Wednesday, January 22, 2020

One of Nature's Most Awesome Displays, and only 10 Miles from my College

I find it staggering sometimes that I lived in the Modesto area for more than two decades before I discovered that one of the most awesome displays of nature was taking place only a short distance away. I've watched plenty of nature documentaries about the vast bird flocks of the Serengeti Plains of Africa, and dreamed of seeing such incredible sights for myself, all the while not realizing that a similar drama could be seen only ten miles outside of my town.

The Great Valley of California is a 400 mile long trough of agricultural fields that once were grassy savannahs and wetlands that support millions upon millions of migratory birds. When the region was colonized, the prairies were erased by agricultural fields and orchards, and the refugia for the migratory birds disappeared. Environmentalists and conservationists began to lobby for preserving and rebuilding some of the wetlands resulted in the establishment of a string of wildlife refuges up and down the valley. They amount to 5% or less of the original landscape, and are not really enough to support the huge bird populations, but it is better than what existed a half century ago. Each winter the refuges host hundreds of thousands of geese (Snow, Ross's, Aleutian Cackling, and Greater White-Fronted), as well as Sandhill Cranes, and millions of ducks.

I went out to the Beckwith Road Viewing Platform west of Modesto to have a look tonight at the San Joaquin River National Wildlife Refuge. The platform overlooks hundreds of acres of land planted with corn solely meant to feed the geese and cranes. Every evening during the fall and winter, thousands, maybe tens of thousands of geese fly in for the night and gather into a single gigantic flock, a sea of white Snow and Ross's Geese, with an outer ring of Aleutian Cackling Geese. It's best when they are not disturbed so they can conserve their energy, but occasionally something will happen and the entire flock will take flight all at once. That happened while I was watching. I don't know if it was a coyote, or an eagle, but something startled the birds and off they went. It was stunning.

I was taking video, and as the birds began to settle back in, I noticed a single goose, an iconoclast, a loner, who had refused to take off like the others. You can see it at the end of the video. I wonder what it was thinking...

Saturday, January 18, 2020

I Wonder Why They Call Them That? Common Goldeneyes on the Tuolumne River

Yes, it's a mystery for the ages...why do they call them goldeneyes?
In actuality, I rarely get the chance to investigate the answer to the question because Common Goldeneyes (Bucephala clangula) are among the most skittish birds I encounter on the Tuolumne River. Over the last three winters there has been a flock of 15-20 of them spending time on the river near the Tuolumne Parkway Trail in Waterford, but they do not like humans very much at all, and probably with good reason: they're a favorite of hunters. I see them fairly often over the winter, but mostly as a sudden flash of wings, or a ripple of water where they have dived out of sight.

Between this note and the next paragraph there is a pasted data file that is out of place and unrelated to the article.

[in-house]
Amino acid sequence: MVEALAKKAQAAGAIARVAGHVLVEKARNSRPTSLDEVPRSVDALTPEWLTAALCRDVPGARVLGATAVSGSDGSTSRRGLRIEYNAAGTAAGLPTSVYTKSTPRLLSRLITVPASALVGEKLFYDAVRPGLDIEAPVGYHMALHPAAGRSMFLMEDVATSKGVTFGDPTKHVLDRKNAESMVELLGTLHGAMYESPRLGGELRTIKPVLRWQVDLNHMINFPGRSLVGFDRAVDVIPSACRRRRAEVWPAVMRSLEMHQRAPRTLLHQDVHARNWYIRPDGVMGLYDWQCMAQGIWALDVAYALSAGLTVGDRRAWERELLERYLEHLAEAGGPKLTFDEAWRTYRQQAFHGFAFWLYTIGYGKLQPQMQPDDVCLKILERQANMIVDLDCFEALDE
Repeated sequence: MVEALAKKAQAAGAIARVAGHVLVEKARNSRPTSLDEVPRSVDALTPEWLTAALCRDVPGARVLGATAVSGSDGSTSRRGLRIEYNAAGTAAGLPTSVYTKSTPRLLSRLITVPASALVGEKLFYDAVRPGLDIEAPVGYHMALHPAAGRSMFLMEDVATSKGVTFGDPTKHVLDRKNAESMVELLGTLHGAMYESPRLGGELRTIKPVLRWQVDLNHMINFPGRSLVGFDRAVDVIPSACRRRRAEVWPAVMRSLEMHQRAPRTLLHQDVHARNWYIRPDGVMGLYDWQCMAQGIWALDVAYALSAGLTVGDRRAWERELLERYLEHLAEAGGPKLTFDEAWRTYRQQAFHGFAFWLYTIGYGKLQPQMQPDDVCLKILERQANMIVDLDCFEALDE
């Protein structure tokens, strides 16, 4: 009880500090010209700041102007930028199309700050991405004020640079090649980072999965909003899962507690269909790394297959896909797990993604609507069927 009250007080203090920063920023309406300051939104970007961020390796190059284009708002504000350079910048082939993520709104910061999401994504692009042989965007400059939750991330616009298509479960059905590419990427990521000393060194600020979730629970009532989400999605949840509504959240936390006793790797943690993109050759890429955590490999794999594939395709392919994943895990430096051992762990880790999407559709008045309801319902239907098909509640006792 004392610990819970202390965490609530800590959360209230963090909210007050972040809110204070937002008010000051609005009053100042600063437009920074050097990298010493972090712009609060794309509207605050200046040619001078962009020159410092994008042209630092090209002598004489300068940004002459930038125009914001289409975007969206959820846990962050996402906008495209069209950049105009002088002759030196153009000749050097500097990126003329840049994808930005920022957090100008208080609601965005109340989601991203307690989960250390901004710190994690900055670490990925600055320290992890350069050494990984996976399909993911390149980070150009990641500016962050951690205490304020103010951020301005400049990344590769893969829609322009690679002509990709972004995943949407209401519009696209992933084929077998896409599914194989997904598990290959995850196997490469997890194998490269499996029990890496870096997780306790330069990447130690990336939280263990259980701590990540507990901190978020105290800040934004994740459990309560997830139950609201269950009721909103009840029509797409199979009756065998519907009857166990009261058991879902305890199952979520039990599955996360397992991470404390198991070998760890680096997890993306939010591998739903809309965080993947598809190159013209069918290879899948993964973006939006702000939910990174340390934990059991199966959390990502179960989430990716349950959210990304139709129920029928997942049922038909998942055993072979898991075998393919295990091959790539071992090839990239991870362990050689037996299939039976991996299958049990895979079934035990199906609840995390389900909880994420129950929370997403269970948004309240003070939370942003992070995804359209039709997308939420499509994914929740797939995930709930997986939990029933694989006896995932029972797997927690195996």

I got lucky the other day because I was approaching the pond where these two were hanging out from below an embankment. All they could see of me was a hat, and they didn't spook while I got a couple of images. I think I have solved the mystery of the name!
I caught the rest of the crew on the river where they were foraging. These pictures were on a long zoom because I was much further away. The females have the brown heads and lack the white facial spot. But they both have...golden eyes!

Monday, January 13, 2020

The Birds of Del Puerto Canyon - A Place That Could Soon Be Damned

This portion of the canyon would be inundated by the proposed reservoir.

The Diablo Range is one of the principle "sub-ranges" of the California's Coast Ranges, running more than 100 miles from Highway 46 at Polonio Pass to the Sacramento-San Joaquin Delta. There are only a few major highways that cross the range, principally the Altamont Corridor and Pacheco Pass at San Luis Reservoir. There are a handful of state parks that preserve a portion of the range, mainly Henry Coe and Mt. Diablo, but for the most part the lands are privately owned and are given over mainly to grazing and ranching. Only one paved road provides access to the interior of the range north of Pacheco, and that is the winding route of Del Puerto Canyon.
Loggerhead Shrike

Del Puerto is the only public access to the mountain range in Stanislaus County, and as such is one of very few places where anyone can study the unique bird life (and many other animals) in this intriguing place. But now there are plans afoot to eliminate much of that access, and indeed to severely impact the natural environment. There are plans to build a large dam that will inundate five miles of the extraordinarily scenic canyon.
Savannah Sparrow